True Love And True Family
by Rev. Sun Myung Moon
Introduction - Discovering The Universal Ethic
The speeches in this book set forth a universal ethic. This universal ethic is selfless love, and its immediate manifestation in the family. The author, the Reverend Sun Myung Moon, works from this beginning point to an explanation of the cosmos, human life and history. All is the outworking of this one idea, one structure, one desire love in family -- the root of which is God.
If we grant the need for a universal ethic, why should we work with the family as the fundamental category? Why not work from the categories of individual and community, with family a sub-species of the latter, to find our universal ethic? The answer is: the individual is too small, and the community too large.
In the individual we cannot find all the dimensions of love. Missing is the relationship of male-female, the primary arena into which love moves us. Missing also are the relationships of elder and younger, of brother and sister, of the generations which encapsulate history. These exist not in the individual, but rather they appear first in the family.
The community, on the other hand, is too large. In it we grapple with elements undeniably important yet removed one step from the universal. There are myriad communities; there is one family. The community is an historical phenomenon; the family is beyond history.
There is no one who has developed a worldview on the basis of the family, other than Reverend Moon. He is offering not just a philosophy in the abstract, but a worldview which has been put into practice for two generations, within all the world's cultures, races and nations. There is a track record to these ideas. Unlike most philosophers, his is a praxis-based system.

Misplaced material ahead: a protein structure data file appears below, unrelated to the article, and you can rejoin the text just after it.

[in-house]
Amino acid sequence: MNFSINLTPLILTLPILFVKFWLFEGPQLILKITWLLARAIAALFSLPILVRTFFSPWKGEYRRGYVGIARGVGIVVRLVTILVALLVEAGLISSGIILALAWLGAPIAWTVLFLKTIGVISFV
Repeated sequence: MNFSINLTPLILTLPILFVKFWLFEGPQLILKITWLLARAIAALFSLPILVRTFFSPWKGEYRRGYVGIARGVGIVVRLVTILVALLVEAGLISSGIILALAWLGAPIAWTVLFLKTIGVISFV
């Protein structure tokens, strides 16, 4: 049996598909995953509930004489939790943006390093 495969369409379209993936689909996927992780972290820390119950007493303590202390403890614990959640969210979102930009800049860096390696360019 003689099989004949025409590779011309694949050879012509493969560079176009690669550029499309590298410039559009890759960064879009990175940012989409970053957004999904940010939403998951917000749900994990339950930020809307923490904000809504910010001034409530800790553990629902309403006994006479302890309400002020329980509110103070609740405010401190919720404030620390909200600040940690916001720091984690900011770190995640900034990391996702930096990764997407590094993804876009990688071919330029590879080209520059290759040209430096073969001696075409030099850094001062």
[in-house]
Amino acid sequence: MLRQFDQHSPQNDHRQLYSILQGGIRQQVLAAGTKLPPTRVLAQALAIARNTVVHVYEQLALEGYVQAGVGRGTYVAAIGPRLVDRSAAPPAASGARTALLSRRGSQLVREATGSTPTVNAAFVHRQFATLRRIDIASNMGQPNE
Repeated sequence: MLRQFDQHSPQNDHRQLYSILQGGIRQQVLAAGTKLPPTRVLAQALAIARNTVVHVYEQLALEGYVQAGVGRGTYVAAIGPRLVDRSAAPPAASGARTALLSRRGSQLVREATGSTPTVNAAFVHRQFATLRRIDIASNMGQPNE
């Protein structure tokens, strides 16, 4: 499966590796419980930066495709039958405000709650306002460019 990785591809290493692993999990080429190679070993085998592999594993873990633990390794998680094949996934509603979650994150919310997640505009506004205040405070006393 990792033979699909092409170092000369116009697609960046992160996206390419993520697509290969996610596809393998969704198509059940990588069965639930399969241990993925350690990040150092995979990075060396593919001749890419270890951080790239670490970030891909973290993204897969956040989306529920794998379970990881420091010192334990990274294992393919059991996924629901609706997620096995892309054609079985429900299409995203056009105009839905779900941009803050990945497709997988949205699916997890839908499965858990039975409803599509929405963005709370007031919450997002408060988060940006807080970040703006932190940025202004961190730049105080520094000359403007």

Lacking a structure of ideas and principles operating in their support, our families are collapsing, east and west, north and south, under the weight of post-modern, deconstructed life. And with the collapse of the family come intractable social, political and economic problems. Thus the need for a universal ethic based upon the family takes on an urgency far beyond the realm of politics. To restore the family, we need to begin with a spiritual regeneration from within our homes, within our marriages. No one, rich or poor, black, white or yellow is exempt. This addresses us all.
Allow yourself to grapple with the implications of this one idea. You will find yourself changed in the encounter. Reverend Moon presents a profound challenge. A radically new perspective on God, on human origins and on the Bible, comes into view, with a simple, family-based logic behind it. Confronting as it may be, his proclamation is inescapable: either we practice true love and true family, or the world has no hope.
Yet the battle already has been won; the very proclamation of this message validates the life of suffering, the history of suffering, human and divine, which lies behind it. Through it all, the reality of love, of forgiveness granted before it is even understood as being necessary, is triumphant. Reverend and Mrs. Moon have no axes to grind; they just want to give and give, and forget what they have given, and give more. This victory of God's parental love portends humankind's glorious future, and establishes true love and true family as the inalienable right, ultimate responsibility and eternal blessing given us all.
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